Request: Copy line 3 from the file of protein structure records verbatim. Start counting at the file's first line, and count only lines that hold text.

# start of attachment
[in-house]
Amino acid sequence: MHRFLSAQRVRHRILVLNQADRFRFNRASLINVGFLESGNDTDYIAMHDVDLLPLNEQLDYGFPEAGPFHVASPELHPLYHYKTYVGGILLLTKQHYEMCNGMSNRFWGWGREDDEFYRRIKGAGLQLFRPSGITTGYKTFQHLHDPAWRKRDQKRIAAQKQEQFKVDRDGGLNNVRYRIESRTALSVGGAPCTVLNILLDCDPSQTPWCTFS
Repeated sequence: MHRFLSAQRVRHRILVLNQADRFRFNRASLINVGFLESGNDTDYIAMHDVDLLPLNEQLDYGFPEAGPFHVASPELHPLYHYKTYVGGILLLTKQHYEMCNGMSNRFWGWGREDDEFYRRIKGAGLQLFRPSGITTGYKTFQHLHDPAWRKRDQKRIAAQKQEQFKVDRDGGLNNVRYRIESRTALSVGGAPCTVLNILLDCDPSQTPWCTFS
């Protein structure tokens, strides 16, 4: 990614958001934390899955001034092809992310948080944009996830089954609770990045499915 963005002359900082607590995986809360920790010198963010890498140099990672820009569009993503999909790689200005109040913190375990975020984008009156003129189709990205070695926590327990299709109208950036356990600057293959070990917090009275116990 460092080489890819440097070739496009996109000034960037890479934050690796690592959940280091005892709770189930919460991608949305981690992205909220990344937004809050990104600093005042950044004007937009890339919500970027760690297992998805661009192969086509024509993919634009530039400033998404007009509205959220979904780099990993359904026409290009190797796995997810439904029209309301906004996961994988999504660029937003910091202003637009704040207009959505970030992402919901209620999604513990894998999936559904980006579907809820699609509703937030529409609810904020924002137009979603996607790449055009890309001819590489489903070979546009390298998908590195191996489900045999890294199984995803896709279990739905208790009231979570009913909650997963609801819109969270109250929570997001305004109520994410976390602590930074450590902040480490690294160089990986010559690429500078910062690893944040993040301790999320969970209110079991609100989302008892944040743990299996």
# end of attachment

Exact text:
Repeated sequence: MHRFLSAQRVRHRILVLNQADRFRFNRASLINVGFLESGNDTDYIAMHDVDLLPLNEQLDYGFPEAGPFHVASPELHPLYHYKTYVGGILLLTKQHYEMCNGMSNRFWGWGREDDEFYRRIKGAGLQLFRPSGITTGYKTFQHLHDPAWRKRDQKRIAAQKQEQFKVDRDGGLNNVRYRIESRTALSVGGAPCTVLNILLDCDPSQTPWCTFS